Adolescent Antecedents to Gynecological Health

  • Jane Gardner
  • Isabelle Valadian


Are there factors occurring in childhood and adolescence that influence the reproductive and gynecological health of women? The logic that leads to this possibility includes:
  • The reproductive organs increase greatly in size and weight during pre-adolescence and adolescence.

  • During periods of rapid growth (critical periods) body organs are most vulnerable to insults.

  • The rate of growth and development can be slowed or otherwise modified by disease, deficient diet or other more obscure factors.

  • If factors (such as undernutrition) are imposed on organs while cell division is occurring, the process slows and may stop before full organ growth. If this does occur the number of cells in the organ will always be too few.

  • Body organs with abberrations in cell number or cell size have altered patterns of functioning.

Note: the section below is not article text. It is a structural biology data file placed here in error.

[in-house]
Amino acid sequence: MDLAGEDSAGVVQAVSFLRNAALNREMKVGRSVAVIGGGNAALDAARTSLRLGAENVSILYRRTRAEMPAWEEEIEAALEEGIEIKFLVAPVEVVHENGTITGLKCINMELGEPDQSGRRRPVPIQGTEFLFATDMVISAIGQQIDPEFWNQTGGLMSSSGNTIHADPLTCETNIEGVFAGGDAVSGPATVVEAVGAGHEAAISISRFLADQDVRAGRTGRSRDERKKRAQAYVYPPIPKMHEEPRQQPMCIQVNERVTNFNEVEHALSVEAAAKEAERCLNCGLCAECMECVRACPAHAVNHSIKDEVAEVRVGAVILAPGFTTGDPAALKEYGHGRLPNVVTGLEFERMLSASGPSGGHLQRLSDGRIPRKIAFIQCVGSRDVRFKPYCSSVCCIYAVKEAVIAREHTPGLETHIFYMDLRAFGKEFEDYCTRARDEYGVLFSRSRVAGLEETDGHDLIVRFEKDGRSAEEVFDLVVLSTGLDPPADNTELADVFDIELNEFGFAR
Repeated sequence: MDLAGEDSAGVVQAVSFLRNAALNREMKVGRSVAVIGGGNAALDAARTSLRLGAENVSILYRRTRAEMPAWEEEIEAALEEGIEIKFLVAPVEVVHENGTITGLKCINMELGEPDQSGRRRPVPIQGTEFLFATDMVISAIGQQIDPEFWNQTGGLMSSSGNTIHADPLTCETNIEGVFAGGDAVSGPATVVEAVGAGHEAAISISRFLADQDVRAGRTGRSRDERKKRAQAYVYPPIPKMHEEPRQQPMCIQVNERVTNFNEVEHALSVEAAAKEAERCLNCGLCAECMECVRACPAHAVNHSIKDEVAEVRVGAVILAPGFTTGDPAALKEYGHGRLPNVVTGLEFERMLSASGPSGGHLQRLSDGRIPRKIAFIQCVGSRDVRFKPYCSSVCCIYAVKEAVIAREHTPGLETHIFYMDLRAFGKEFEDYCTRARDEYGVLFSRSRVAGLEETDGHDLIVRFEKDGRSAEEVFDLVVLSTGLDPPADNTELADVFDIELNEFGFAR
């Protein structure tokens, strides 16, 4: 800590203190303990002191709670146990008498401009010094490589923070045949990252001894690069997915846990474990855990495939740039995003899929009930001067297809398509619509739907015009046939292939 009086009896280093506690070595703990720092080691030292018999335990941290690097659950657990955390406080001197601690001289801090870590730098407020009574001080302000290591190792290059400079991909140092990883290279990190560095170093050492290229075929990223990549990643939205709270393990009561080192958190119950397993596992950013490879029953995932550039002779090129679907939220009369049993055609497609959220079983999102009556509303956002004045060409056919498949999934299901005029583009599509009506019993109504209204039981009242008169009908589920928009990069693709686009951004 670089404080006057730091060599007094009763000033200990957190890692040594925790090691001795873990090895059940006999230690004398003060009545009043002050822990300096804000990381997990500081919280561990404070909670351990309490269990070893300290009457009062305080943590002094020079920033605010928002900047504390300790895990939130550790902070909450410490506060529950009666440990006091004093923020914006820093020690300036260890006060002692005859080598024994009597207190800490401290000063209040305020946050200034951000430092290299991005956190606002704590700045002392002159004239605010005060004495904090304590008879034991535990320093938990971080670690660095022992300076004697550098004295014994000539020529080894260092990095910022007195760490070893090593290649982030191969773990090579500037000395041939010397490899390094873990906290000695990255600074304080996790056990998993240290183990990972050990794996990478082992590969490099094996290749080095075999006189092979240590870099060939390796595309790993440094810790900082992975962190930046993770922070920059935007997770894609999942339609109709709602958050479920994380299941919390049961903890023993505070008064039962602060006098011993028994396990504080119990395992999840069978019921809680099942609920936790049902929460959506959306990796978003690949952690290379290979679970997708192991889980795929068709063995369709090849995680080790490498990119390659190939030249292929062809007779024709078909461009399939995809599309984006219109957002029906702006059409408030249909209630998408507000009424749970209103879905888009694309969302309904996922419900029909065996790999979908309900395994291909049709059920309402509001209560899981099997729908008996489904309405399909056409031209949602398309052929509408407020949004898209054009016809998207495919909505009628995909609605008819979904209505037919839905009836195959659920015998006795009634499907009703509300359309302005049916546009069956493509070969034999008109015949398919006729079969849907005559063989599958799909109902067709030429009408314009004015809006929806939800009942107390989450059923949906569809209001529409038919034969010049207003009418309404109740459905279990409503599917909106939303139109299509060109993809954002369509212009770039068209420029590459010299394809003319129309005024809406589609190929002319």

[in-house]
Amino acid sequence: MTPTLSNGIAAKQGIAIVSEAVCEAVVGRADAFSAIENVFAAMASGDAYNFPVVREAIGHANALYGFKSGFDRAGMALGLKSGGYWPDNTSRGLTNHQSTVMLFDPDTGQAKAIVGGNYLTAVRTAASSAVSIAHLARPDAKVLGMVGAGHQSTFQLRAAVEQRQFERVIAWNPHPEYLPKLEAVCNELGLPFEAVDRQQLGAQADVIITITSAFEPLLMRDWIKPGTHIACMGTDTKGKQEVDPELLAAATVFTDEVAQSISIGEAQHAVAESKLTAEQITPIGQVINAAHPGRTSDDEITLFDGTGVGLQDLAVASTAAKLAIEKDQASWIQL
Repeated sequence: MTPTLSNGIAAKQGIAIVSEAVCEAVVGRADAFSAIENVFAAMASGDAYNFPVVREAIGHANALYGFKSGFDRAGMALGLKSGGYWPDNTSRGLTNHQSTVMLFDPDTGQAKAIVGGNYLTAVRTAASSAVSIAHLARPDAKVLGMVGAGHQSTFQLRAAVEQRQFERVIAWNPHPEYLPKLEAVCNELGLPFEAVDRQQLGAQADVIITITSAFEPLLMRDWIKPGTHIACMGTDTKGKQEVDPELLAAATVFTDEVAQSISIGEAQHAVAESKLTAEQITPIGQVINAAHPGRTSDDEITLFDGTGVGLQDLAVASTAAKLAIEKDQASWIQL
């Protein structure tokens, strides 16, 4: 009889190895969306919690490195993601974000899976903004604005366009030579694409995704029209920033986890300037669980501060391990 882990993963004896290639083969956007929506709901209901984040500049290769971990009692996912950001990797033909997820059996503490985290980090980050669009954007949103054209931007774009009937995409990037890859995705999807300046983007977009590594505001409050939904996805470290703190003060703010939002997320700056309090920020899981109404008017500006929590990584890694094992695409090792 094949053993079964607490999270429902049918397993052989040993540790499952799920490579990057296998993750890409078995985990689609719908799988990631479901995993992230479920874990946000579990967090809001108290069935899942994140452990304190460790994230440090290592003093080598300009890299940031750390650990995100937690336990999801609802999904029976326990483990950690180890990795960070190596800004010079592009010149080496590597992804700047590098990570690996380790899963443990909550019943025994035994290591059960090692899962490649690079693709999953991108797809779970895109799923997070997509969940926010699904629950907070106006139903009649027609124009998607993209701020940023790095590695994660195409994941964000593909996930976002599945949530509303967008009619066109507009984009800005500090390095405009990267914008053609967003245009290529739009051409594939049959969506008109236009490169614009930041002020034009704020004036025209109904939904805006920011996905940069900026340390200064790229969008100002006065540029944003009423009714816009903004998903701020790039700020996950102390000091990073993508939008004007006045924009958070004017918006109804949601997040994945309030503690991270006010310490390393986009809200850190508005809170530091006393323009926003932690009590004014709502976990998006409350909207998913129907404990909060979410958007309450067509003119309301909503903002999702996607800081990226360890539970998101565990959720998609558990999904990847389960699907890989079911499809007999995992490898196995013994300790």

Therefore, the overall aim of this study is to identify factors which occur during adolescence that may affect adult reproductive system functioning.


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  1. Gardner, J. and Valadian, I., 1983, Changes over thirty years in an index of gynecological health, Ann. of Hum. Biol., 10; (1) 41–55.Google Scholar
  2. Gardner, J., 1983, Adolescent menstrual characteristics as predic-tors of gynecological health, Ann. of Hum. Biol., 10: (1) 31–40.Google Scholar
  3. Stuart, H.C., 1959, The search for knowledge of the child and the significance of his growth and development - Examples from the Harvard Longitudinal Studies, Pediatrics, 24: 701.PubMedGoogle Scholar
  4. Valadian, I. and Reed, R., 1974, Influence of nutrition factors during early adolescence on reproductive efficiency, in: Congenital Defects: New Directions in Research, eds. Jamerich, D.T., Shalko, R.G. and Porter, I.H.Google Scholar

Copyright information

© Springer Science+Business Media New York 1984

Authors and Affiliations

  • Jane Gardner
    • 1
  • Isabelle Valadian
    • 1
  1. 1.Harvard School of Public HealthBostonUSA

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